In one example, the outer, fourth layer 50, a drug-only coat, functions to provide immediate therapeutic treatment to the site of electrode contact and tissue trauma. Single or multiple drug configurations may be used in the fourth coating layer 50.
In one embodiment, the fourth coating layer 50, composed strictly of drug, will be exposed to tissue upon implant and will provide immediate therapy to the site of trauma while the second layer 42 will be responsible for a more regulated, chronic release of drug therapy. This combination of both quick and chronic release will better prevent the formation of scar tissue. This in turn will lower acute and chronic voltage thresholds.
In one embodiment, fourth layer 50 can include an anti-arrhythmic agent, an angiogenic growth factor, an anti-inflammatory agent, an anti-proliferative agent, an anti-coagulant, an antibiotic, or a combination thereof. The pharmaceutical agent of the fourth layer can include dexamethasone, clobetasol, beclomethasone, paclitaxel, actinomycin-D, everolimus, or a pharmaceutically acceptable salt thereof.
One technique to form the electrode described above is coating or spraying the tip with a first layer of a polymeric base coat and then coating the helical tip with a second layer, wherein the second layer comprises a polymer and at least one pharmacological agent, and at least partially coats the first layer. In other examples, the coatings of any of the layers can be applied by any convenient method, including, but not limited to coating (e.g., dip coating), printing, spraying, brush application, resist application and removal and the like.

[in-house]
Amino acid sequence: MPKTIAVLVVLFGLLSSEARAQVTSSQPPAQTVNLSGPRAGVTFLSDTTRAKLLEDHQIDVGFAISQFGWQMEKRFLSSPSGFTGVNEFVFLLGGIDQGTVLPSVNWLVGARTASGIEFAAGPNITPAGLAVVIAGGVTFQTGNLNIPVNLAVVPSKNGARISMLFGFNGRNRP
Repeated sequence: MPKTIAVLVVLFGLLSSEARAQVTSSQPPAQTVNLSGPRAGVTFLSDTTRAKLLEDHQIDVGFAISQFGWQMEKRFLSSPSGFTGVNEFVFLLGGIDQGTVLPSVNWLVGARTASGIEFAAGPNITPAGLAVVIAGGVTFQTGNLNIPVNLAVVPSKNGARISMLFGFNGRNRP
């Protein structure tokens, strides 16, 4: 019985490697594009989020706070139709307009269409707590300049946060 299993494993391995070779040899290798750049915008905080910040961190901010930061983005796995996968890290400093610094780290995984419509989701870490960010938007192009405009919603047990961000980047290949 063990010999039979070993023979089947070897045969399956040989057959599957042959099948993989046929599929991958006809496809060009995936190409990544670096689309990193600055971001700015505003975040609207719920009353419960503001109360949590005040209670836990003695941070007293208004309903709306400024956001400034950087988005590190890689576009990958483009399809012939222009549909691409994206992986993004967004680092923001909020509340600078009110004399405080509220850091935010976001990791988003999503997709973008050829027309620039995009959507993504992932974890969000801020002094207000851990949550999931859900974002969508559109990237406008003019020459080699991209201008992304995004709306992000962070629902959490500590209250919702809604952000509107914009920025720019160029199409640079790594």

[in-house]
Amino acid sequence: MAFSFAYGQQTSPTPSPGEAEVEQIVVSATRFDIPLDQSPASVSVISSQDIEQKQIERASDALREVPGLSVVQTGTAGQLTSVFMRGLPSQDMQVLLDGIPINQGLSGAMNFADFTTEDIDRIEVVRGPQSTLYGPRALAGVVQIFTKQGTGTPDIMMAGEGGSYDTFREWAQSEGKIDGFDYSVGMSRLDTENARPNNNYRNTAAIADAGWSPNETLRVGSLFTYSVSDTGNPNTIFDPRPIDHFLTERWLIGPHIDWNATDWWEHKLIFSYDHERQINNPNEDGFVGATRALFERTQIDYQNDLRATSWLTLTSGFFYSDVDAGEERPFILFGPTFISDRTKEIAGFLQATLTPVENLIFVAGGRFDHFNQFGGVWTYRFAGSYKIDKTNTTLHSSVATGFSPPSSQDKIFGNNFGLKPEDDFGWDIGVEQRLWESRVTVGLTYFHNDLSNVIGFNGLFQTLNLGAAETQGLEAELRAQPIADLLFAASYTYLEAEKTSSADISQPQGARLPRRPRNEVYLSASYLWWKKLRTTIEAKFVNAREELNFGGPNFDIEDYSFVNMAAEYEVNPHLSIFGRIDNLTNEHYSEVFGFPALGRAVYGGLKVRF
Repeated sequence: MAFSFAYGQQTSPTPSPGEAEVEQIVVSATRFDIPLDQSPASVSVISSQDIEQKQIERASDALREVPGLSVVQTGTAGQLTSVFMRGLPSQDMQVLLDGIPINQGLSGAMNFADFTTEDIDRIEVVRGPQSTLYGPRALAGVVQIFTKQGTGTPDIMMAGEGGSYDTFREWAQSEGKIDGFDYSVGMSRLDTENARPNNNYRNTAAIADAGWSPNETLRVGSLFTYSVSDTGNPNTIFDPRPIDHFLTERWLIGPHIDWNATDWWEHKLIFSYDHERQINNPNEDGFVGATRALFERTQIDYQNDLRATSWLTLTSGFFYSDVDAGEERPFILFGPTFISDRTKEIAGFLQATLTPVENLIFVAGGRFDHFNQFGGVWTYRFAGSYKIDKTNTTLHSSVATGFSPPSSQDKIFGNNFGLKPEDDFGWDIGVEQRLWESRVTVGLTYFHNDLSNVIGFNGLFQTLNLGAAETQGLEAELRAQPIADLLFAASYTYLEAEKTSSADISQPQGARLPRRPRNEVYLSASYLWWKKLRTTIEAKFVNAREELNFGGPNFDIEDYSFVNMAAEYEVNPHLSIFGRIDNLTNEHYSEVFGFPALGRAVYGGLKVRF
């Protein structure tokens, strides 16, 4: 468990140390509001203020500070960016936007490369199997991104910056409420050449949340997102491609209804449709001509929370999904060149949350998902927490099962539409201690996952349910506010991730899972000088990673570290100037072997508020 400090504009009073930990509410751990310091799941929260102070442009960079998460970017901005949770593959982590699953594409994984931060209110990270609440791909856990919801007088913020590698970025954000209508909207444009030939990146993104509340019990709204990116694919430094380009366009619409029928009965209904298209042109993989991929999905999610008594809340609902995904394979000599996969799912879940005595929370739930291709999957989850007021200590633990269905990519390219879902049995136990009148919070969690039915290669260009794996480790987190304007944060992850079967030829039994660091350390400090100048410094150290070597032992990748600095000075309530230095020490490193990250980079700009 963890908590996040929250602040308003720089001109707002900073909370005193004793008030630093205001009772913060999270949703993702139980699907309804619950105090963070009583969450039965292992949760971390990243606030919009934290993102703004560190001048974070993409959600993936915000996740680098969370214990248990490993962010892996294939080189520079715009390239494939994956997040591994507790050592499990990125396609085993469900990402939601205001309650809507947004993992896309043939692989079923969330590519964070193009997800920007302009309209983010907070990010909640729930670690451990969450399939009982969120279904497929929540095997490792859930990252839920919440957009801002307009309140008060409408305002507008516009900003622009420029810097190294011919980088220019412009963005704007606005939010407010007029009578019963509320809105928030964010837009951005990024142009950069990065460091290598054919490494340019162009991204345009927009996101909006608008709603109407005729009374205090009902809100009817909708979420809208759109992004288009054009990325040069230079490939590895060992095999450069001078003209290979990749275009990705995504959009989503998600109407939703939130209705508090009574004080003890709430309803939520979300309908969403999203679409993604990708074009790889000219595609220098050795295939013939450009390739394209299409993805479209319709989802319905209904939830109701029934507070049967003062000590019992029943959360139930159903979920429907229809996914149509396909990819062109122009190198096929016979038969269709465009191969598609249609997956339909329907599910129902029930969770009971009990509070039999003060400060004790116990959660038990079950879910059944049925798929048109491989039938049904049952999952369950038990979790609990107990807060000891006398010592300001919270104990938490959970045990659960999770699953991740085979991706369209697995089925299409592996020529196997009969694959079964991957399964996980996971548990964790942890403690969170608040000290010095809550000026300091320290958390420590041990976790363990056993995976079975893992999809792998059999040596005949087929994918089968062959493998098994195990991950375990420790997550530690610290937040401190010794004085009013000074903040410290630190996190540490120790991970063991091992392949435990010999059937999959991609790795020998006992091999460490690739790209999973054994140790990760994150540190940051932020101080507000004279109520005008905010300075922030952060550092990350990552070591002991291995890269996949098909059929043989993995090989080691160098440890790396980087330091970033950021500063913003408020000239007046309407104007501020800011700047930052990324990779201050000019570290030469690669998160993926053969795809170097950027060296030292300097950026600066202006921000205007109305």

It is to be understood that the above description is intended to be illustrative, and not restrictive. Although the use of the lead has been described for use in a cardiac pacing system, the lead could as well be applied to other types of body stimulating systems. Many other embodiments will be apparent to those of skill in the art upon reviewing the above description. The scope of the invention should, therefore, be determined with reference to the appended claims, along with the full scope of equivalents to which such claims are entitled.
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|U.S. Classification||607/120, 607/121|
|26 Feb 2004||AS||Assignment|
Owner name: CARDIAC PACEMAKERS, INC., MINNESOTA
Free format text: ASSIGNMENT OF ASSIGNORS INTEREST;ASSIGNORS:KNAPP, CHRISTOPHER P.;ALLEX, STEVE;WINELAND, CAROLYN;REEL/FRAME:015012/0251;SIGNING DATES FROM 20040127 TO 20040211
Owner name: CARDIAC PACEMAKERS, INC., MINNESOTA
Free format text: ASSIGNMENT OF ASSIGNORS INTEREST;ASSIGNORS:KNAPP, CHRISTOPHER P.;ALLEX, STEVE;WINELAND, CAROLYN;SIGNING DATES FROM 20040127 TO 20040211;REEL/FRAME:015012/0251
|29 Oct 2014||FPAY||Fee payment|
Year of fee payment: 4